The world of the fairies where the lovers find themselves is a place of magic but also menacing. As the royals—both the divine fairies Titania and Oberon, and the Athenian king Theseus and his Amazon bride Hippolyta—Andreá Bellamore and René Thornton Jr. (both in their Everyman debuts) are regal and beautiful, but also petty, jealous, petulant, and sometimes cruel. Zack Powell brings all the zaniness and mayhem as the mischievous sprite Puck, dashing across the stage, flashing a brilliant smile, strumming his guitar, and gracefully climbing the stage’s scaffolding.

There is magic galore—love potions, time stopping, sleights of hand, and more (Aja M. Jackson’s exquisite lighting design, original music by Kanchanabanca, quick-paced choreography by Shalyce Hemby, and Lewis Shaw leading intimacy and fight sequences) add to this mystical world. This leads to a sense of darkness and danger: the fairies’ feud has led to a climate catastrophe, the lovers are manipulated and humiliated before pairing off into couples again, Bottom is transformed into a donkey, and even Puck expresses fear of haunted spirits in the woods. And can one ever really forgive Oberon for his cruel trick against Titania in making her engage in bestiality and also stealing her adopted son (portrayed by a sympathetic puppet), the child of a dead beloved friend?

Titania’s train of playful and bewitching spirits played by Suzanna Catherine Fox, Helen Hedman, Hanah Kelly, and James Whelan double as the incredibly funny Rude Mechanicals, and Tony Nam leads the acting troupe as the bombastic but good-natured Bottom. Only the second Shakespeare production for Everyman, this particular play with its focus on an acting troupe aligns so beautifully with the rarity of Everyman Theatre’s resident acting company. These actors develop trust and relationships by working together so often, and anticipate each other’s movements and choices so deeply. It’s always a joy to see how much fun they seem to have in each other’s company.

A highlight of any Midsummer worth its weight in pixie dust is the final play-within-a-play, and this one’s no exception. Fox is a naughty Flute/Thisbe who gyrates every time she mentions Ninus’ tomb; Kelly brings big musical theater kid energy to her role as the plucky playwright Quince/Moonshine; Whalen plays the role of Snout/Wall “most obscenely”; and Hedman is a “harmless necessary cat” (to quote Merchant of Venice) as Snug, which is comically unfortunate as she should embrace the role of a roaring, fearful Lion. There are so many mishaps in their “Pyramus and Thisbe”—misplaced swords, bad blockings, forgotten lines, and a tumble down the stairs—that someone must’ve said the Scottish thane’s name before they took the stage.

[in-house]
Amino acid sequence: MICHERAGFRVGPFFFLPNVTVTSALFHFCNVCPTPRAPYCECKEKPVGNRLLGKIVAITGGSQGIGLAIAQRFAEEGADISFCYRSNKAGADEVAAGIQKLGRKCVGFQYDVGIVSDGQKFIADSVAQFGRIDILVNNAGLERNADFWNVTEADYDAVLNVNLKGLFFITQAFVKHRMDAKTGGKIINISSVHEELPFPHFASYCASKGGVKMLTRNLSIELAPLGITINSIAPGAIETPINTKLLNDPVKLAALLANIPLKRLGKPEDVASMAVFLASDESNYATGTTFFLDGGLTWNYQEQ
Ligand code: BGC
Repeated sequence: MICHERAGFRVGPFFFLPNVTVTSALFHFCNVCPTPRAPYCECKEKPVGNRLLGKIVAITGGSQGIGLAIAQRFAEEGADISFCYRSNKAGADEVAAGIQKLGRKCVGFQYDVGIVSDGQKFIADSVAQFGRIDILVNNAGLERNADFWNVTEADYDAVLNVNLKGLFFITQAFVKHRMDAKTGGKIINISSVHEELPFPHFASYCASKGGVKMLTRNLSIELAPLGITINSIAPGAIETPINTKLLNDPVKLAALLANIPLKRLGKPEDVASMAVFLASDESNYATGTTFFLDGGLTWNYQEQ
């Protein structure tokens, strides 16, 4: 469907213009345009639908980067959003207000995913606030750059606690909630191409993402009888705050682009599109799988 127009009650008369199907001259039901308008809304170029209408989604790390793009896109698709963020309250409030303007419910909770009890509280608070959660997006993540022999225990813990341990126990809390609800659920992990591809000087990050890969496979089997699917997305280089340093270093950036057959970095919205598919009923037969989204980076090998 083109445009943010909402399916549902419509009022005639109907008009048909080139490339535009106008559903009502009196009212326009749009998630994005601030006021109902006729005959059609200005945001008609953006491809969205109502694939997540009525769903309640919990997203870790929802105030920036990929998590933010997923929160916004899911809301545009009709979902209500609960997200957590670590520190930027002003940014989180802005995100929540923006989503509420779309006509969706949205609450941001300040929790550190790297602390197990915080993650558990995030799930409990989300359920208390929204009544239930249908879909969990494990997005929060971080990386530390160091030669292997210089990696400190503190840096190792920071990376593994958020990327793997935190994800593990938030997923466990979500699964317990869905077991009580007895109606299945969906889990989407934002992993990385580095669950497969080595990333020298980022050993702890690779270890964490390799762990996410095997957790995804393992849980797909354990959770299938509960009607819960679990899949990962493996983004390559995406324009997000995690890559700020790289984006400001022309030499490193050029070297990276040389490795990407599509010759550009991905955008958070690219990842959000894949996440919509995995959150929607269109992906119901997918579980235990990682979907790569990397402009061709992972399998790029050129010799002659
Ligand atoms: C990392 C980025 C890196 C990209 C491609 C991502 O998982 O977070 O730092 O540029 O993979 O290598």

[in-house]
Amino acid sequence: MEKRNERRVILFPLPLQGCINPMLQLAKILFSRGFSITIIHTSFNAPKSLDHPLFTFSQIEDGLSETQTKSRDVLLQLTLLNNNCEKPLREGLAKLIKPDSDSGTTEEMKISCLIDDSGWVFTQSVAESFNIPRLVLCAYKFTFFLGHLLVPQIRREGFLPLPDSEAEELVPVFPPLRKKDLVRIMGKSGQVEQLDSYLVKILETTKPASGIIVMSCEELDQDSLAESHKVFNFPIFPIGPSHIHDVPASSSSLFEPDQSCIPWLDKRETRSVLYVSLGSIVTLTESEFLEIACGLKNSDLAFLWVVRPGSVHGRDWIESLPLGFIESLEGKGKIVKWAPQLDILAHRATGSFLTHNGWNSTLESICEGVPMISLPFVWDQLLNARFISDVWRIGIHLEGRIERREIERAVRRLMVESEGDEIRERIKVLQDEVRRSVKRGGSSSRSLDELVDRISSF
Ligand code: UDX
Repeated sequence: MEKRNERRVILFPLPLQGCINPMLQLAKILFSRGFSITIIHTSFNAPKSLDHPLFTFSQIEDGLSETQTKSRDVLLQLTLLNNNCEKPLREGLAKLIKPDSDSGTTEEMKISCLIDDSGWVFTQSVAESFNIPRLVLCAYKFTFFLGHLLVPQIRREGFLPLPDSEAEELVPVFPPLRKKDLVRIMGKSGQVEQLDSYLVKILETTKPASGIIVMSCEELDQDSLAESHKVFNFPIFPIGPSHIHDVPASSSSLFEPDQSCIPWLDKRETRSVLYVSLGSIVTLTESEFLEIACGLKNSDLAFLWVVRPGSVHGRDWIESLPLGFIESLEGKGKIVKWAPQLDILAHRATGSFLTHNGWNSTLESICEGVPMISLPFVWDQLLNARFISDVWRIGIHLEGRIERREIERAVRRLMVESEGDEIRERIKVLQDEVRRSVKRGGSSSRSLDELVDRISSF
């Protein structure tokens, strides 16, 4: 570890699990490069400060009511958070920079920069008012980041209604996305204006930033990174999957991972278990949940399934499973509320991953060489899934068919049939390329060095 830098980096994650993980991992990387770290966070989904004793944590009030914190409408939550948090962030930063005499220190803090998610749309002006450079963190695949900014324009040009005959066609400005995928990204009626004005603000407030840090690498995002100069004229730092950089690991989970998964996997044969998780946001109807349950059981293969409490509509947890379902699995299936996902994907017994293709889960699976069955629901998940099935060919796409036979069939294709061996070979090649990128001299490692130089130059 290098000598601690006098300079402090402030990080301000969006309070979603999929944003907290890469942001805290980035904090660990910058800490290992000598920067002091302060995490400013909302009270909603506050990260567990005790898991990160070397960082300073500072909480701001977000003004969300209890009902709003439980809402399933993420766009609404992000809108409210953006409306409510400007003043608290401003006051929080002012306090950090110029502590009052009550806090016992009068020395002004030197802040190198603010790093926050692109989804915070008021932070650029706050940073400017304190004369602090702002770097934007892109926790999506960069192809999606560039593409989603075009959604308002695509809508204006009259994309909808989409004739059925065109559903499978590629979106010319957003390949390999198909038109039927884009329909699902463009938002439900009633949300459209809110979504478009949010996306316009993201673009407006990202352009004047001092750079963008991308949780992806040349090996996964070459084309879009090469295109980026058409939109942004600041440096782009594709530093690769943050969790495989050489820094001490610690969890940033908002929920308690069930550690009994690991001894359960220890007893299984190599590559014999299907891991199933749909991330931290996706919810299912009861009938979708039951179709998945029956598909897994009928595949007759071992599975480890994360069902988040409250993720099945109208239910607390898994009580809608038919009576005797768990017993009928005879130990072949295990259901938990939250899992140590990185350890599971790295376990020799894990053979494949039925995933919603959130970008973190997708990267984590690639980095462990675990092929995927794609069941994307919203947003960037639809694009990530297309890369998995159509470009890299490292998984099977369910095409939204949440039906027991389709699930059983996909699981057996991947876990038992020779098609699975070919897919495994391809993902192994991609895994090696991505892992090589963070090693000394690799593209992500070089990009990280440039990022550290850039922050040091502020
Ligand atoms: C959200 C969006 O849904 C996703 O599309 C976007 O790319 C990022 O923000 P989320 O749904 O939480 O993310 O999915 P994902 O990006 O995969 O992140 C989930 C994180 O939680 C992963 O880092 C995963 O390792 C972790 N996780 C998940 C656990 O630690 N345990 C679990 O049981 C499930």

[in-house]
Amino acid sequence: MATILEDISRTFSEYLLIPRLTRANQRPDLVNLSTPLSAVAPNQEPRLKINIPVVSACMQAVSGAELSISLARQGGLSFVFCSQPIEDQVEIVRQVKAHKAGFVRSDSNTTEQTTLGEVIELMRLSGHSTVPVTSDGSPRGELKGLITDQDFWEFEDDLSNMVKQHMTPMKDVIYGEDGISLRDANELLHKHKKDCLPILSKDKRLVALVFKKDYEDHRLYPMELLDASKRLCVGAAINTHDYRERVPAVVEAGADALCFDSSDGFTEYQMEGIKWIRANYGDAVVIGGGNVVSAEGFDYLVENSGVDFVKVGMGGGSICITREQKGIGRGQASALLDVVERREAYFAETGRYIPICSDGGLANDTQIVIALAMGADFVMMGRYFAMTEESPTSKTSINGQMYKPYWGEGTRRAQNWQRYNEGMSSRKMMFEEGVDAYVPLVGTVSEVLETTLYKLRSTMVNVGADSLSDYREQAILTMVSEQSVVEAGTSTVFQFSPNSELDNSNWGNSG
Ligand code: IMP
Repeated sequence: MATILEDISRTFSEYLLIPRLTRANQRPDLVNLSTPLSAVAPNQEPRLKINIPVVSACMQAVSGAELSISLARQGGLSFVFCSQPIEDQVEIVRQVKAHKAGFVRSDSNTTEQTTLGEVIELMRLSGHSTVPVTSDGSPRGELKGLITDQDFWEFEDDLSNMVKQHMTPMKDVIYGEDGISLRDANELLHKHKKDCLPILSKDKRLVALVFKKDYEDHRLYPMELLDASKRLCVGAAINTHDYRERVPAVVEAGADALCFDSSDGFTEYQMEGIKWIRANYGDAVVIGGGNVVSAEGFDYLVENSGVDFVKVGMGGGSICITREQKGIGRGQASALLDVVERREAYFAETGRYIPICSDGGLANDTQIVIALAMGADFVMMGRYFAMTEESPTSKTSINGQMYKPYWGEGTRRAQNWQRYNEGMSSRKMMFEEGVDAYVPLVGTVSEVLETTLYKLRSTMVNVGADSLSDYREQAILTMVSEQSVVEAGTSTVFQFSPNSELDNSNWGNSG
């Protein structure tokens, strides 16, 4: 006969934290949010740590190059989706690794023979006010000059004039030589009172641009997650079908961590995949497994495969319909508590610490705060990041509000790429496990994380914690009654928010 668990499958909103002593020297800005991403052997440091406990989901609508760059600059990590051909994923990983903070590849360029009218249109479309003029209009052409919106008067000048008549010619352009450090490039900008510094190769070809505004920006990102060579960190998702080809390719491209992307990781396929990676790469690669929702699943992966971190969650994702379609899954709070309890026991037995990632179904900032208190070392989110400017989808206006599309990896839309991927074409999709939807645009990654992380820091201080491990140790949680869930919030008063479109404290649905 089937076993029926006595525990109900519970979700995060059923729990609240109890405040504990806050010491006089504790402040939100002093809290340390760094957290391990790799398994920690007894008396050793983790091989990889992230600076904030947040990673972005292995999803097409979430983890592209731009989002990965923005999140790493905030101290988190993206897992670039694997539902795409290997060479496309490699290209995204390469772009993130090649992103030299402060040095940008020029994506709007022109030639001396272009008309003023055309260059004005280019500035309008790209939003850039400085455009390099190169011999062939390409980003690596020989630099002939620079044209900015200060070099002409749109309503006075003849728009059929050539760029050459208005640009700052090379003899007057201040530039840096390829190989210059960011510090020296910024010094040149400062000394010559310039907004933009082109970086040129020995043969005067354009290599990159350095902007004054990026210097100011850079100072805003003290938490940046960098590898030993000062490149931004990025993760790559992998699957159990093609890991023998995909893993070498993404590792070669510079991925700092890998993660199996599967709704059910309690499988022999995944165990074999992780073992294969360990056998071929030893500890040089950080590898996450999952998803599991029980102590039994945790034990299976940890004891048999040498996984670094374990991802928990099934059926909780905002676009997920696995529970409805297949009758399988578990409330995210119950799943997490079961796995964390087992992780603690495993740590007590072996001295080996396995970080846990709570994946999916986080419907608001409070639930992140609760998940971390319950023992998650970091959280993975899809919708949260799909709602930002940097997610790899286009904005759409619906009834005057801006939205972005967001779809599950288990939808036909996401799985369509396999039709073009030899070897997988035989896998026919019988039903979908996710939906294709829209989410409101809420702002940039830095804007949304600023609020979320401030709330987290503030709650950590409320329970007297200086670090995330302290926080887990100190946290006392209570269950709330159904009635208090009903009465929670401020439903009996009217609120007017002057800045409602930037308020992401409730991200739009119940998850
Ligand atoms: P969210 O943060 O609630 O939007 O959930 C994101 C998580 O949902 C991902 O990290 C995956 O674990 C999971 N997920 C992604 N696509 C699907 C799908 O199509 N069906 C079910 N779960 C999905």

The induction scene is frameworked by a series of subtle and un-magical transformations back into the real world—through an onstage costume change, Titania and Oberon turn into Hippolyta and Theseus; Bottom’s donkey head is removed; the fairies take the stage in their all too mortal forms as the Rude Mechanicals; and even the charming Puck becomes the bumbling, bookish Philostrate. But the lovers all seem renewed, refreshed, and younger than in the beginning of the play. As the whole ensemble dances to another Fleetwood Mac classic, “Gypsy,” the entire theater is lit up with festooned lights and chandeliers. And that—the entire process of stopping two hours in the real world, entering a spectral, fantastical place, leaving renewed and transformed by others who also went on the same weird, wild journey—is magical, too.

In The Breakfast Club, the question posed—“My God, are we gonna be like our parents?”—elicits shock and denial from the group of rebellious teens. No one wants to grow up, to care more about retirement funding than romance, to become boring and dull and old. Allison (Ally Sheedy) concedes, “It’s unavoidable, it just happens. … When you grow up, your heart dies…” This wonderful and joyous production of A Midsummer Night’s Dream is so lovely, lively, and magical that it disproves those teenage fears.

Running time: Two hours with a 15-minute intermission.

A Midsummer Night’s Dream plays through June 9, 2024, at Everyman Theatre, 315 West Fayette St., Baltimore, MD. Purchase tickets ($29–$75) online or contact the box office by phone at 410-752-2208 (Monday–Friday, 10 a.m.–4 p.m., and Saturday, 12-4 p.m.) or email [email protected].

Accessibility: Everyman emphasizes their commitment to accessibility for all, including those with economic challenges, with Pay What You Choose prices.

The cast and creative credits are online here (scroll down).

COVID Safety: Masks are encouraged, though not required. Everyman’s complete health and safety guide is here.

A Midsummer Night’s Dream
By William Shakespeare
Directed by Noah Himmelstein